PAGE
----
Officials hope vote count is over here
July 3, 2008 · Updated 3:54 PM
Is the race for Washington State governor over, or will officials in Island County have to start re-examining ballots that were previously thrown out?
The answer to that question was unclear Thursday, when just 10 votes out of approximately 3 million cast statewide separated the two candidates for governor.
Wednesday brought the unofficial tally of King Countys ballots and a Supreme Court decision that could result in counties having to recanvass ballots already determined to be ineligible.
Island County Prosecuting Attorney Greg Banks, who is represented in Island Countys canvassing board, said that since the results have been certified in every county except King, that will likely prevent those counties from recanvassing the ballots.
I think weve complied with the state, Banks said. Weve recanvassed, recounted and recertified.
King County was expected to certify its count late Thursday.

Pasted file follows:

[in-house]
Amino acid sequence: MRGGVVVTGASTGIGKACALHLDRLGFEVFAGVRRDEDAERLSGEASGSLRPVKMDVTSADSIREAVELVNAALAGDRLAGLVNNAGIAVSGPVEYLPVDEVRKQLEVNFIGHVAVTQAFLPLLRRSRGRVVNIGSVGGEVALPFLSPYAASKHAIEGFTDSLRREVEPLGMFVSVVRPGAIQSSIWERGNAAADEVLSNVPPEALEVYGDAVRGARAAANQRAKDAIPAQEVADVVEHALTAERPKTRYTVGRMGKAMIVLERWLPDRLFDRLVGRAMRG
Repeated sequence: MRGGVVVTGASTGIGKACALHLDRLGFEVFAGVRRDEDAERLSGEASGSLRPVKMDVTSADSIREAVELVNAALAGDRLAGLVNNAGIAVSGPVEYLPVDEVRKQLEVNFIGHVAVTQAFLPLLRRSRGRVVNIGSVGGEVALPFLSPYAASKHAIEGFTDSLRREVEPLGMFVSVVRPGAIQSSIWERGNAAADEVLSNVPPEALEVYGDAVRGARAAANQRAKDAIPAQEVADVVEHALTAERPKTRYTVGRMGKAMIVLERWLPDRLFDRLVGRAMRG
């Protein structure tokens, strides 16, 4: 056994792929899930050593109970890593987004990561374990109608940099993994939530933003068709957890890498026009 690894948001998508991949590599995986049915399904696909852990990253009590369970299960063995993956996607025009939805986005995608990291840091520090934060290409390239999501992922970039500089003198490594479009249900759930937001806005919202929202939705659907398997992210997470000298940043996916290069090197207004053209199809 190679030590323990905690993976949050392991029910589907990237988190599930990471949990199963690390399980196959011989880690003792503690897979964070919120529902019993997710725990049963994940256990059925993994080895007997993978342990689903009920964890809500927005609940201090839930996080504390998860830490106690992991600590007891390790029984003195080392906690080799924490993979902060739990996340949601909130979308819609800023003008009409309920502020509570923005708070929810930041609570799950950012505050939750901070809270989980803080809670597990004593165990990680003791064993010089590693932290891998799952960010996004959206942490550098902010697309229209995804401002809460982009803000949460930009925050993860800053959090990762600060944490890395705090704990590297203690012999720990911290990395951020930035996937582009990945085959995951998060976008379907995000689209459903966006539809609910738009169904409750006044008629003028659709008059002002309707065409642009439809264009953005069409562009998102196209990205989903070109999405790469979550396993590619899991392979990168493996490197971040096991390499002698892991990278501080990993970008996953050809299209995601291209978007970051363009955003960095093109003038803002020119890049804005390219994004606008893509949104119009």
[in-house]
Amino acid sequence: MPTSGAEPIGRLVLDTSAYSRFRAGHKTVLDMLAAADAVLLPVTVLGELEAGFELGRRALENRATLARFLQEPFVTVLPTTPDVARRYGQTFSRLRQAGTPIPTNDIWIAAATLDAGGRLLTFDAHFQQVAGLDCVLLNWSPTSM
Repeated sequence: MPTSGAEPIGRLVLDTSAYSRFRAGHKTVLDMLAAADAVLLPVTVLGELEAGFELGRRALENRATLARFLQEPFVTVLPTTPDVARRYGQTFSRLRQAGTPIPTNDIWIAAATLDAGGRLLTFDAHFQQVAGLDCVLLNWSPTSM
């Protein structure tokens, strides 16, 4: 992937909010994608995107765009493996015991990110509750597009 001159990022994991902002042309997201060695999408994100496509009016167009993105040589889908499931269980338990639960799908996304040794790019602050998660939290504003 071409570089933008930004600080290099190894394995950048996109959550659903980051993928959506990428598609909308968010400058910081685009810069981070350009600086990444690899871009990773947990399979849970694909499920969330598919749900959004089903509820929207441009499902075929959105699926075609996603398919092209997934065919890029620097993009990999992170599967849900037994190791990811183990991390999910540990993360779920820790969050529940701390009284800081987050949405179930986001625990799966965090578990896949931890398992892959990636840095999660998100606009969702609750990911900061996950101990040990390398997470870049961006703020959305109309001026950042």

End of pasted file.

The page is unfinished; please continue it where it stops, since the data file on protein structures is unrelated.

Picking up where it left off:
The Supreme Court decision applies to ballots that had signatures that were determined to not match those on file.
In Island County, the Canvassing Board, which is a three-member board that oversees elections results, threw out 255 ballots for various reasons. Of those, 39 absentee ballots were discarded because the voters did not sign the ballots, which means elections officials had no signature to compare them with.
They were all sent letters and given the opportunity to respond, Voter Registration Deputy Michele Reagan said.
The county received other ballots without signatures, but the voters sent in signed voter oaths, Reagan said.
The ballots that were rejected by Island County were a pretty cut and dry thing, Island County Auditor Suzanne Sinclair said. I dont recall anybody whose ballots were rejected because of non-matched signatures. I dont know how you can recanvass a missing signature or a late post mark those are pretty cut and dry.
Banks said that he does not expect a clear solution soon.
I suppose the remedies are limited only by the creativity of the lawyers involved, Banks said.